Viviano casting off for anchor job with CNN/SI

MEDIA WATCH

November 16, 1999|By Milton Kent

In a few weeks, Mark Viviano will regain his regular sleep patterns, but he'll have to go to Atlanta to do it.

That's because Viviano, who anchors sports on Channel 11's Saturday and Sunday morning news shows, as well as doing morning-drive sports on WBAL (1090 AM) and WIYY (97.9 FM), will be leaving the Hearst empire for an anchor slot with CNN/SI.

"I didn't have to wake up at 3: 30 in the morning, but I loved doing it. I loved working with [WBAL radio morning anchor Dave] Durian and everyone here. I'm going to miss Baltimore," said Viviano, whose last day on the air here will be Dec. 3.

Viviano, who came to Baltimore from Dayton, Ohio, in 1994, quickly became one of the best sports anchors in town, manning the weekend shift at Channel 11.

It was four years ago this month that Viviano broke the biggest story of his career, the news that the Cleveland Browns were pulling up stakes and moving here. He took a huge flier on the story and had to wait it out nervously to see whether what he was reporting would actually come to pass.

"That's a once-in-a-lifetime story. I may not have an opportunity to do anything of that magnitude again," Viviano said. "I was still new in town, and I know a lot of people were wondering if this was going to happen."

But when the news director who hired Viviano left and a subsequent boss sliced newscast time for him and weeknight anchor Gerry Sandusky, both turned to radio to get more opportunities to showcase their talents.

Said Jim Walton, CNN/SI's president: "That [doing radio work] showed me something. I didn't get the impression that he did that for the money. I think he did that to find some channels to be expressive and to hone his craft."

Viviano said his departure for a national cable outlet, albeit a relatively nascent one with 15.4 million subscribers, was speeded by a sense that local sportscasters are becoming a vanishing breed.

"Hey, there's a station in Vegas that doesn't even have sports," Viviano said. "I've been hearing for 13 years that nobody cares about sports during newscasts, and my time and circumstances at the station had changed, so how fortuitous for me that this came along when it did."

In a related development, Jeff Beauchamp, station manager at WBAL Radio, said former Channel 13 weekend anchor Chris Ely will sit in tomorrow and Thursday morning for Viviano, and is considered a leading candidate to take over morning-drive sports. Beauchamp said Ely also will be host of some talk shows on the station this winter.

Finding the truth

Boston Globe columnist Will McDonough may actually have stumbled onto something in a Saturday column that may affect the next NFL television contract.

As McDonough sees it, the fact that NBC last week signed a six-year deal with NASCAR that runs through 2007 -- one year after the end of the NFL's current contract -- indicates that the network might not have an interest in getting back into football.

And if that notion is true, then the league will not have the external force of a network on the outside clamoring to get in, which may keep the bidding flat or bring revenue down a bit.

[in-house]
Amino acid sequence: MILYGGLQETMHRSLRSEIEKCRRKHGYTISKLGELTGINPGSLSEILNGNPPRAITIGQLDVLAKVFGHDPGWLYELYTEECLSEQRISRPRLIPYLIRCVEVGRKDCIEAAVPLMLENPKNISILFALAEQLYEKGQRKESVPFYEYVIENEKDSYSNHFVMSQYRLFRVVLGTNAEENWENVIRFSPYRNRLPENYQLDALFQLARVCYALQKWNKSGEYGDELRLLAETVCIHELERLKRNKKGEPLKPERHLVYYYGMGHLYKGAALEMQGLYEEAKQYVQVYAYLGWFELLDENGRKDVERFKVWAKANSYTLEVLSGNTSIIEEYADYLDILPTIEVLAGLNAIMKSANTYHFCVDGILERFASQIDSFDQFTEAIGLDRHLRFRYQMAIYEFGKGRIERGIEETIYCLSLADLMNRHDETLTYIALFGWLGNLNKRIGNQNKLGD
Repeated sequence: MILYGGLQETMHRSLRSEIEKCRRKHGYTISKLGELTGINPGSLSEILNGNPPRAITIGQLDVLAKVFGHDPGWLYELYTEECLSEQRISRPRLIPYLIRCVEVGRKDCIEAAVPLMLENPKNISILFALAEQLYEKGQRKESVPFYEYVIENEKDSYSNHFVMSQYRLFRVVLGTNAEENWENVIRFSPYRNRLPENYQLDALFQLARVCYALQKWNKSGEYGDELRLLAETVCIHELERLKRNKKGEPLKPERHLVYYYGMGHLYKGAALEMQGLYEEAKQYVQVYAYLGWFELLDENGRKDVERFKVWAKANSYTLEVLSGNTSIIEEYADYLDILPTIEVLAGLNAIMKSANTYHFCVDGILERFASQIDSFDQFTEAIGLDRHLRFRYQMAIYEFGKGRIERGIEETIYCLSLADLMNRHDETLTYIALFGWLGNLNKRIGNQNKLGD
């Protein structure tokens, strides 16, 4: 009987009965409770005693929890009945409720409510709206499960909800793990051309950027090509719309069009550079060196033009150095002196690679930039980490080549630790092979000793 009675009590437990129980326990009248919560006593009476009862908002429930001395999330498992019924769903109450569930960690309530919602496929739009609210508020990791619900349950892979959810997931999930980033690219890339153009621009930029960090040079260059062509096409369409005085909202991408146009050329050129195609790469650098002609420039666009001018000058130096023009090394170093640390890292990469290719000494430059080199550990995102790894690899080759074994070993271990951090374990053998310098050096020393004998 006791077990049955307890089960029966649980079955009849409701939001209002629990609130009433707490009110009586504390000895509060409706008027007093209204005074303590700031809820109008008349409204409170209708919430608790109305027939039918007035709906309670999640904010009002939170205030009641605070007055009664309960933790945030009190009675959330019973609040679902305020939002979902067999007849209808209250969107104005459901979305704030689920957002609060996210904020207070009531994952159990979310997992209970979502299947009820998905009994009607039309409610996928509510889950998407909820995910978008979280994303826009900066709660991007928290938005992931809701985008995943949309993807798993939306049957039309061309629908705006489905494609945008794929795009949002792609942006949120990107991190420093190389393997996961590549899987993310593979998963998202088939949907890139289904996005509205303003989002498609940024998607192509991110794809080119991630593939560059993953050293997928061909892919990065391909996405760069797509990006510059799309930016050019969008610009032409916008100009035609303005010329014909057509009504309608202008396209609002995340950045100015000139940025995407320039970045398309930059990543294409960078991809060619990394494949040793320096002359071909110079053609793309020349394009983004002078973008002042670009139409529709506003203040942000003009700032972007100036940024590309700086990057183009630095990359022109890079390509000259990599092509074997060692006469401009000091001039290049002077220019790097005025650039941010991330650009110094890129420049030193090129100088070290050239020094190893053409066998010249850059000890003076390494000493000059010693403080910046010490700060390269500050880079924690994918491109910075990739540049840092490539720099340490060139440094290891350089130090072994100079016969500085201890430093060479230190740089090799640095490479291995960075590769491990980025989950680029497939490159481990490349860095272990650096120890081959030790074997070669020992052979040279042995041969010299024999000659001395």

Of course, 2007 is a long way away, and all bets may be off if the NASCAR package proves to be a bust or if NBC follows through on plans to start its own summer/fall football league.

By the way, NBC's coverage of Sunday's NASCAR race pulled in a 3.0/7 in the Nielsen overnights, the lowest rating for a Winston Cup race in the four years that stock car race ratings have been measured. Of course, most NASCAR races don't run opposite NFL games, either.

Screening room

Tonight's schedule is loaded with interesting taped programming spread across the dial.

At 7, the latest edition of ESPN's "Outside the Lines" examines the role of Native Americans in sports, with anchor Bob Ley the host from the National Museum of the American Indian in New York.

The program was still being edited at press time, but among the scheduled features include the controversy over the use of Native American symbols as team mascots, the difficulty Native American athletes have leaving reservations to participate in sports and a look at Jim Thorpe, perhaps the greatest athlete of the 20th century.

Then, at 8, ESPN Classic unveils the latest in its "Lost Treasures of NFL Films" series, with a peek at heretofore unseen or rarely seen footage of the American Football League. Steve Sabol, president of NFL Films, is the narrator, and his disdain of the AFL is often thinly disguised.

In fact, in one sequence, Sabol, to his credit, acknowledges that he edited a package of Super Bowl III to make it appear that a late Colts drive had an impact on the game, when, in truth, the Jets were in control by then.

But the footage of unheralded players, such as Marlin Briscoe -- who played quarterback at Denver before the merger in 1970 -- and a Jets linebacker named "Wahoo" and the reminiscences of some of the terrific games of the predecessor to today's AFC are worth it.

Finally at 10, HBO's "Real Sports" has an excellent profile of Maryland's football radio sideline reporter, Tim Strachan, a former All-America quarterback prospect who was paralyzed in a swimming accident before his senior year of high school. The piece, reported by correspondent Bernard Goldberg, is sentimental and inspirational without being sappy.

Other features include a look back to the 1966 Michigan State-Notre Dame football game and at two-time WNBA MVP Cynthia Cooper.

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